Today, the costs of concierge medicine can be as low as $1,500 to $2,000 per year and can have advantages for both patients and physicians. It is important to note that these retainer fees are not all inclusive. You may have to pay additional for lab tests, diagnostic services, etc. From a healthcare spending perspective, there can be a cost savings. Physicians using this model can generally reduce their overhead, especially if they additionally opt not to accept insurance. There are fewer patients, less scheduling, and no billing. Consequently, generally less staff is needed so less money is spent on overhead. Billers and coders may be reduced or eliminated. Time doesn’t have to be spent on claim denial analysis, appeals, and the resubmission of claims. Additionally, and more importantly, physicians are able to spend more quality time with their patients, promoting better care – better treatment. Better treatment leads to better outcomes and may very well reduce hospital admissions/readmissions, which again is a cost savings to healthcare. Physicians are more satisfied with their work, feel as though they are really making a difference.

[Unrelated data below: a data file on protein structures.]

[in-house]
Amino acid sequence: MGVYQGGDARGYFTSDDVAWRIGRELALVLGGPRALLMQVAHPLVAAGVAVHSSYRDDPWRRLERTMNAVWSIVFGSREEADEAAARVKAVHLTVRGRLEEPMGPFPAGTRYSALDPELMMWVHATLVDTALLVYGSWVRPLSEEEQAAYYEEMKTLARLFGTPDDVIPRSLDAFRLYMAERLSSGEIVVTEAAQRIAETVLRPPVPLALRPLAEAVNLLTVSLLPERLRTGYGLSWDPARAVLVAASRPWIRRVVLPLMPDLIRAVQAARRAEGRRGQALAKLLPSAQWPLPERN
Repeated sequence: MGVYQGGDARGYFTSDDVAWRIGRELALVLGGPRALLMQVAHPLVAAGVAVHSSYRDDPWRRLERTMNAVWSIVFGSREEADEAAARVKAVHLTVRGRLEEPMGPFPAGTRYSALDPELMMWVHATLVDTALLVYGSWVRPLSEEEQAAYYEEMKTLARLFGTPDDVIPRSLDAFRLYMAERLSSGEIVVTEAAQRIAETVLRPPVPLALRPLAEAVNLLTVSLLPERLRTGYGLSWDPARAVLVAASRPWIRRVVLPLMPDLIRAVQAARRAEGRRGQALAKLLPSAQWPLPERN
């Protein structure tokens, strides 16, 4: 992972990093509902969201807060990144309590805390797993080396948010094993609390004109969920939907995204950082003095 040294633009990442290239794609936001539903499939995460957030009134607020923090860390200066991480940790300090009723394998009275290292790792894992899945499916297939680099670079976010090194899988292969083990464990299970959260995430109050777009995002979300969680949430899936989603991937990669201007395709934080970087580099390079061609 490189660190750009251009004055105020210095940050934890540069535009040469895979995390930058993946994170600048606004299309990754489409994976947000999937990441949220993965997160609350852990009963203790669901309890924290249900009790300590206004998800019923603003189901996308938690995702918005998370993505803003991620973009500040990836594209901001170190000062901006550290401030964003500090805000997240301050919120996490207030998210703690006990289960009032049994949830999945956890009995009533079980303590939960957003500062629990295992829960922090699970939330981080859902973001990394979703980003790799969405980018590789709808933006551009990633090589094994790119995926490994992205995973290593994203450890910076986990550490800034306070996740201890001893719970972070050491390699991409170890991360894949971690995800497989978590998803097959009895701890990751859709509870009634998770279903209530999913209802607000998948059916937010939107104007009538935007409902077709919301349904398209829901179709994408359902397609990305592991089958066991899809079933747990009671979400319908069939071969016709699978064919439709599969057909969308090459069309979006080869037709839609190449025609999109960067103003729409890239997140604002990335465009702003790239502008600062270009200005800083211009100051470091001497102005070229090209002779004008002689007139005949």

On the flip side for physicians, there are some drawbacks to concierge medicine. Generally, physicians make themselves available personally to their patients. There could be more of those 3:00 am calls. However, with the increased efficiency in scheduling and timeliness, most physicians using this model do not experience an increase in after hour calls. Additionally, this isn’t really a get rich now concept. Some physicians may even have a decrease in their overall revenue, but this can be counterbalanced with reduced stress and job satisfaction.

From a patient perspective, the ability to make an appointment and see your doctor within 24 hours may just be worth any additional costs. Spending time with your physician and getting to know him/her and to begin to trust your physician implicitly carries a lot of weight. The last time you went to the doctor, were you actually able to ask all of your questions and voice all of your concerns? Concierge medicine can include above and beyond actions from your physician. Perhaps you need to go see a specialist. Some concierge physicians will make the appointment and actually accompany you, to ease your anxiety and help you answer the questions you need to ask.

On the flip side for patients, the comfort insurance provides goes away. Additionally, some services may cost more with concierge medicine than they would have otherwise with insurance. Interestingly enough, some insurance companies also have concierge medicine in their plans, while others can be bundled with concierge and catastrophic policies. To find concierge medicine physicians in your area, you can do a Google search for “concierge medicine physicians “ or “direct medicine physicians” and include your city.